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The latest headlines.


Well, hey there. Welcome back to the Bryant Park Project from NPR News. We are on digital FM, Sirius Satellite Radio, and online at I'm Rachel Martin.


And I'm Mike Pesca. Coming up, we'll hear what new music is out today, but first let's get the latest news headlines with the BPP's Matt Martinez.


(Soundbite of music)

MATT MARTINEZ: Thank you very much, Mike Pesca, and good morning, everyone. There is a key vote in the U.S. Senate today on a package of bills to deal with the nation's housing slump and help struggling homeowners avoid foreclosure. NPR's Debbie Elliott reports.

DEBBIE ELLIOTT: The legislation includes a 300-billion-dollar expansion of the Federal Housing Administration and a host of housing-related tax breaks. First-time home buyers would be eligible for a onetime refundable tax credit of up to 8,000 dollars, and the FHA would be able to help financially-strapped homeowners who typically don't quality for government backed loans. Similar legislation passed the House in May. It has broad bipartisan support in Congress, but the White House has threatened a veto. The administration objects to a bill that would provide nearly four billion dollars in grants for states and local governments to buy and rehabilitate foreclosed properties.

MARTINEZ: That's NPR's Debbie Elliott reporting. Four Americans and six Iraqi civilians are dead after an explosion at a local council building in Baghdad's Shiite Sadr City District. Iraqi police officials say 10 others were wounded in today's blast. The military says two of the Americans were soldiers. The other two were civilian employees with the State Department and the Defense Department.

The Mississippi floodwaters may be receding in parts, but residents along the river are still reinforcing levees to prevent any more flooding. The river will hit its high water mark downstream later this week. Volunteers in Lincoln County, Missouri have filled 50,000 sandbags to fortify a two-and-a-half mile long levee. Federal officials aren't sure they'll hold.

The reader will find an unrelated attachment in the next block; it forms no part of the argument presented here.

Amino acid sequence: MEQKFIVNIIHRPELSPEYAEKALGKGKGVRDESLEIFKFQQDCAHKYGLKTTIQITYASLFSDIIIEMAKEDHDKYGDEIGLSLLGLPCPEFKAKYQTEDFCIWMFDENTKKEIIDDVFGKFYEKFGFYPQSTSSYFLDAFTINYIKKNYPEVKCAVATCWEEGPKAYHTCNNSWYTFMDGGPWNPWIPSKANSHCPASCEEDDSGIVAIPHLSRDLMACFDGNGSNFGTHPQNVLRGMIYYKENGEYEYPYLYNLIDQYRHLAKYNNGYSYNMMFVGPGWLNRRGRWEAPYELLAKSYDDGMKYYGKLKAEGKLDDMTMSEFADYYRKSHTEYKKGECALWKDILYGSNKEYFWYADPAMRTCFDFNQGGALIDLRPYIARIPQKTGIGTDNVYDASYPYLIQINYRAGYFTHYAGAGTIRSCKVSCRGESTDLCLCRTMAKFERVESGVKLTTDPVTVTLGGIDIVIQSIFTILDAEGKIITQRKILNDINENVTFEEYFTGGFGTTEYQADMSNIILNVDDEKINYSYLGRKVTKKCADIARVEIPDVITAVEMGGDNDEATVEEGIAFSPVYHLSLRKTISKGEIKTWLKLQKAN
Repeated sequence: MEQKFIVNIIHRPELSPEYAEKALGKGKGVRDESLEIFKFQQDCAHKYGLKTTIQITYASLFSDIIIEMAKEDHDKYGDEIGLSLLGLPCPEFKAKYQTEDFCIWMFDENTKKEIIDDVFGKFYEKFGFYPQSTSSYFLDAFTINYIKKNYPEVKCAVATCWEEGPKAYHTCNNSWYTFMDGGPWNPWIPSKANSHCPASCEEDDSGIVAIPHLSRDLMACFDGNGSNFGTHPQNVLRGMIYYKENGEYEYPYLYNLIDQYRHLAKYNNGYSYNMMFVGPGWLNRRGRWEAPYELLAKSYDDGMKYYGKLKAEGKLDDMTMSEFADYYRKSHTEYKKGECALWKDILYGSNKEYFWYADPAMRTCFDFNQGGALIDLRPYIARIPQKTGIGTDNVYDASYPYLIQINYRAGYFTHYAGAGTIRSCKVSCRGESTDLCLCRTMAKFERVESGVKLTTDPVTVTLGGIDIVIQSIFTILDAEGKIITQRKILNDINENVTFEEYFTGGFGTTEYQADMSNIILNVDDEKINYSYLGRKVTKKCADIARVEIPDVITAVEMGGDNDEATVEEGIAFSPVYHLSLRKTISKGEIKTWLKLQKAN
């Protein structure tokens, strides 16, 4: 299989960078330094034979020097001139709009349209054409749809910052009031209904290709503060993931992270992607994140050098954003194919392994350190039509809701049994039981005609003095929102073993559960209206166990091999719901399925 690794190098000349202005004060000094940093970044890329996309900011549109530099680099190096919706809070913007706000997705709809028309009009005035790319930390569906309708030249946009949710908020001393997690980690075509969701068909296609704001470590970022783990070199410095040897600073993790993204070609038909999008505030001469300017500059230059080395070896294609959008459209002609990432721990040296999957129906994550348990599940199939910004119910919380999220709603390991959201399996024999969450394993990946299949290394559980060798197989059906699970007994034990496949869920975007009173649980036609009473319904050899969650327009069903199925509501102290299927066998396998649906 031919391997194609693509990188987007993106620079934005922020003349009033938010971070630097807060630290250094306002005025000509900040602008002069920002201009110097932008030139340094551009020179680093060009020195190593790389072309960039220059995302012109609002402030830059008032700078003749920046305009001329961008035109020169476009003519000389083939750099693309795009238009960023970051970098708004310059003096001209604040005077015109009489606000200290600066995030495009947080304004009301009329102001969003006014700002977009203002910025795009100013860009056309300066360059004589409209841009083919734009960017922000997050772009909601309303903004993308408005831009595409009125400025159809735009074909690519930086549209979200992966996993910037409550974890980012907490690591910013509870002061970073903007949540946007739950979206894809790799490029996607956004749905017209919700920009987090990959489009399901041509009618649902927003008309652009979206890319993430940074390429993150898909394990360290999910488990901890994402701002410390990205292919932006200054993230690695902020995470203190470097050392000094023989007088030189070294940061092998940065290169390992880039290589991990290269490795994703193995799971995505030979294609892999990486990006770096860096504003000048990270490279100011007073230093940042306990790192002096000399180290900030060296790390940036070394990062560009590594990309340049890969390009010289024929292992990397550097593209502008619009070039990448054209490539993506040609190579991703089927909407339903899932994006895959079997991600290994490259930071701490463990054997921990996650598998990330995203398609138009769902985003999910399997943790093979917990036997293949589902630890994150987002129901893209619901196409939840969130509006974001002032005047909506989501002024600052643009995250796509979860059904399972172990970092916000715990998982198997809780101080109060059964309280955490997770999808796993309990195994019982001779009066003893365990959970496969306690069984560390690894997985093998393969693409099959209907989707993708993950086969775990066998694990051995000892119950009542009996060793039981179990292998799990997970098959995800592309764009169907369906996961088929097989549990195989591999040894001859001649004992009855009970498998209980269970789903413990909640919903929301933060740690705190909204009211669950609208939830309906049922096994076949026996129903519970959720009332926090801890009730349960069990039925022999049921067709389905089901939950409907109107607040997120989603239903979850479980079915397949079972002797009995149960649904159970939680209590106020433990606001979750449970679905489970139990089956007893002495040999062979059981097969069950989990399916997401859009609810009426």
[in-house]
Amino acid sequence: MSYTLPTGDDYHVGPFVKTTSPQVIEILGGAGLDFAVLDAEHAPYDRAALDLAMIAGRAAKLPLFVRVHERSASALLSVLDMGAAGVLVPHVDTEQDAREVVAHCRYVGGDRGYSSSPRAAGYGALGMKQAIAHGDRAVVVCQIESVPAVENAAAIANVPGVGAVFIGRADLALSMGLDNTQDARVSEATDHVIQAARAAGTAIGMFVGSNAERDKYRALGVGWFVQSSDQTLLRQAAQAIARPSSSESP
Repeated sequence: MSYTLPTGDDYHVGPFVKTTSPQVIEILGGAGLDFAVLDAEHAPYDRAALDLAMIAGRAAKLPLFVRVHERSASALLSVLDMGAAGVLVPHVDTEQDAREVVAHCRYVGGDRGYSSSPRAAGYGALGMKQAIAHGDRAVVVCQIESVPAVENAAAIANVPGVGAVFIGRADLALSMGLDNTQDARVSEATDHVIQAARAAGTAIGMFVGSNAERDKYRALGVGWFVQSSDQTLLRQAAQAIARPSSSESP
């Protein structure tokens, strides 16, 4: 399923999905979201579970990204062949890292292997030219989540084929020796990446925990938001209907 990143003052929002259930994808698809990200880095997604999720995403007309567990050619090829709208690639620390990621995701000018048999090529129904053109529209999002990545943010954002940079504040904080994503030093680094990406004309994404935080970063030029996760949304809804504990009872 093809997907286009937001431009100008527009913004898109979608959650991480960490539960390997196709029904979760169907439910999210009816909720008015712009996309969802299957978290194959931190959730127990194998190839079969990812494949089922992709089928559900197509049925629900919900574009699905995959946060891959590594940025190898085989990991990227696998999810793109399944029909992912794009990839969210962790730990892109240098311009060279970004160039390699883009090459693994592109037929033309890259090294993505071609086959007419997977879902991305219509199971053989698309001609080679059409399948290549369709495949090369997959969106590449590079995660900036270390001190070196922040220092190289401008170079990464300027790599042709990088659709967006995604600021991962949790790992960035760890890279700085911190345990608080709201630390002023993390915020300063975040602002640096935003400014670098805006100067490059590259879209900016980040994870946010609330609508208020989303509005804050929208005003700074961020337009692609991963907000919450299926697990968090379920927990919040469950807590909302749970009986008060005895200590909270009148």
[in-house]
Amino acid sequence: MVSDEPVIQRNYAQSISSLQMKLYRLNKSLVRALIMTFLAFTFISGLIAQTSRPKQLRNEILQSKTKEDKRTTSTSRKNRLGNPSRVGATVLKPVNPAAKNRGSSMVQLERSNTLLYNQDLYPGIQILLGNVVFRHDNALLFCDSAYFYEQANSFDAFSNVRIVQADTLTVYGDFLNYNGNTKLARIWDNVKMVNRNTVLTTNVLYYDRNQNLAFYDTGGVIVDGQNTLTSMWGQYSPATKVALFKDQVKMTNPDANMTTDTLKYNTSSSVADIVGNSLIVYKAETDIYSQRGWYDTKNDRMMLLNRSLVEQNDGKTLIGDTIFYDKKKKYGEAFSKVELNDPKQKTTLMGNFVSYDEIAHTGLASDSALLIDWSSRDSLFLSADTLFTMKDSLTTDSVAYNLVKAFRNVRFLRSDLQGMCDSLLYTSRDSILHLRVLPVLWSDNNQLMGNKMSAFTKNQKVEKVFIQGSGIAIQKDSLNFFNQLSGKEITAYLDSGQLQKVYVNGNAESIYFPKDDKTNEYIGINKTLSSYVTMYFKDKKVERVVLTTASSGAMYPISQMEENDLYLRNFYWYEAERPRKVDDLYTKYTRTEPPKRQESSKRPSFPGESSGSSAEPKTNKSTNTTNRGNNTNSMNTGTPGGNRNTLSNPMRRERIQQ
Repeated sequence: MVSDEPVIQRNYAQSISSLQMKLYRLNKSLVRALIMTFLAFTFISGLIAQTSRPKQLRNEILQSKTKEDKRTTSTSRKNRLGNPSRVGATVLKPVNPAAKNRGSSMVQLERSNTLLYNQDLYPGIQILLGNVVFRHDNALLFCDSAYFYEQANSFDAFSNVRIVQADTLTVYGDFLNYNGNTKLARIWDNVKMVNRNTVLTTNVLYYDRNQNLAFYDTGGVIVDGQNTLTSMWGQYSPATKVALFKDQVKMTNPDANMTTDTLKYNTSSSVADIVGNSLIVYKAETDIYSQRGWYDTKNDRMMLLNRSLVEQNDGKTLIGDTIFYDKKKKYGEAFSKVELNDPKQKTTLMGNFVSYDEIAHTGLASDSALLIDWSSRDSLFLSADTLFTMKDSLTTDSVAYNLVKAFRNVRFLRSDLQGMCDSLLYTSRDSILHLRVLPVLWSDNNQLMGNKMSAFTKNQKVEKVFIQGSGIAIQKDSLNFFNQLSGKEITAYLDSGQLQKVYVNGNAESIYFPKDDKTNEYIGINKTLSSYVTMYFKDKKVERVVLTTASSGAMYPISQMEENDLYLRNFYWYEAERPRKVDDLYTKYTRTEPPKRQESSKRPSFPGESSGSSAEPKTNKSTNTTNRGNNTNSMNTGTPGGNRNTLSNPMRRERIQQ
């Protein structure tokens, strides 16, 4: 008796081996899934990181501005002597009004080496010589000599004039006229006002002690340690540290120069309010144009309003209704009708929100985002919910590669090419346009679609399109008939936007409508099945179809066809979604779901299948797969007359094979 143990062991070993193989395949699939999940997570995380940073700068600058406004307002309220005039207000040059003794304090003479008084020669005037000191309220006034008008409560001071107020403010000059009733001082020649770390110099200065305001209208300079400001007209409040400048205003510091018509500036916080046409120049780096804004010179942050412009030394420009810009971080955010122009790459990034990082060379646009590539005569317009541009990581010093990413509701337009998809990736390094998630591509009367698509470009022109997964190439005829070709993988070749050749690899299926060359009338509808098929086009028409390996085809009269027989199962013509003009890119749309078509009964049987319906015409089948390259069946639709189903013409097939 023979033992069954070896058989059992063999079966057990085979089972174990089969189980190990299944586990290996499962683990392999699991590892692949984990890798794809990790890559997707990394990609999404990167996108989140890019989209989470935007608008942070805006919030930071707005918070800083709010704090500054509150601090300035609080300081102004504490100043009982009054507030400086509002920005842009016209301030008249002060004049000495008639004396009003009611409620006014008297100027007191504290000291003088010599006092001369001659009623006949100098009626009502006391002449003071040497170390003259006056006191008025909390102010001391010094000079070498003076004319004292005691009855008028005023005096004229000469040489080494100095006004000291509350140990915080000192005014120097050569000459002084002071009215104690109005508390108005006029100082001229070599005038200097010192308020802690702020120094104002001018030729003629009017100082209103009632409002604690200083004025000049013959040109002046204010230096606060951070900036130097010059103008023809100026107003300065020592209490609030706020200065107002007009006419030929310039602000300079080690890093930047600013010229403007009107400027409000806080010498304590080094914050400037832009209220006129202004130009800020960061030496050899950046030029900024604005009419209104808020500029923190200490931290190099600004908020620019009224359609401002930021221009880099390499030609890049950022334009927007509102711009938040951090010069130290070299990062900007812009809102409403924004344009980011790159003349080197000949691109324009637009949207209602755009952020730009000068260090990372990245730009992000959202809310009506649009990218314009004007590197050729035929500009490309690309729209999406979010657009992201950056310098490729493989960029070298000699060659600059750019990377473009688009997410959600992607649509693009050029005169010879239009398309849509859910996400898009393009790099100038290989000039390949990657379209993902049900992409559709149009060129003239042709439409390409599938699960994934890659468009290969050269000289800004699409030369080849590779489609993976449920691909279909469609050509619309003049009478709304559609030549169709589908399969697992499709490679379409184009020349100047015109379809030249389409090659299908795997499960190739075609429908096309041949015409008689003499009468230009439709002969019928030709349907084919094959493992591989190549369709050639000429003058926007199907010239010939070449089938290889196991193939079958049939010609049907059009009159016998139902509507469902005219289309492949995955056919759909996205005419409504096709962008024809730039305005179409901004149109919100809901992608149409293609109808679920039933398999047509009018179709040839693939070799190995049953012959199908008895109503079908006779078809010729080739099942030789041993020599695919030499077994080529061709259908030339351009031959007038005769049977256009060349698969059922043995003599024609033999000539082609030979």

Divers entered a capsized ferry in the Philippines and found only bodies. More than 800 people were on the ship when it overturned. Only 31 people are known to have survived.

And a Japanese Destroyer docked at a Chinese port today carrying relief supplies for earthquake victims. It is the first port of call by a Japanese naval vessel in China since World War II. NPR's Anthony Kuhn reports from Beijing.

ANTHONY KUHN: State media showed pictures of Japanese sailors lined up on the deck of the destroyer Sazanami as it sailed into the naval base at Zhanjiang, in southern China's Guangdong Province. The ship carried medical supplies and blankets destined for survivors of the May 12th earthquake in Sichuan Province. Japan's invasion and occupation of China during World War II remain a source of tension. Some Chinese Internet users had voiced opposition to Japan's earlier offer to use military aircraft to deliver disaster relief supplies. The port of call is the latest effort to shore up relations. Last week, the two sides resolved the dispute by deciding to jointly develop contested natural gas fields in the East China Sea.

MARTINEZ: NPR's Anthony Kuhn reporting. That is the news for now. Remember, it's always online at

WOLFF: This is NPR.

MARTINEZ: And Mike and Rachel, I am going to give it right back to you.

MARTIN: And we're going to take it.

PESCA: And we're going to take it from you.

MARTINEZ: I am so glad.

PESCA: Wait, we're giving it back to you. What do you with it now?

MARTINEZ: I'm done with it. I'm done with it. I'm done.

PESCA: Wait, now it's dying there in that booth over there.

MARTINEZ: Yes. It's done.

PESCA: Someone's got to come get it.

MARTIN: I want it.

PESCA: All right.

MARTIN: I'm taking it.

PESCA: I'll take it.

MARTIN: OK. You take it.

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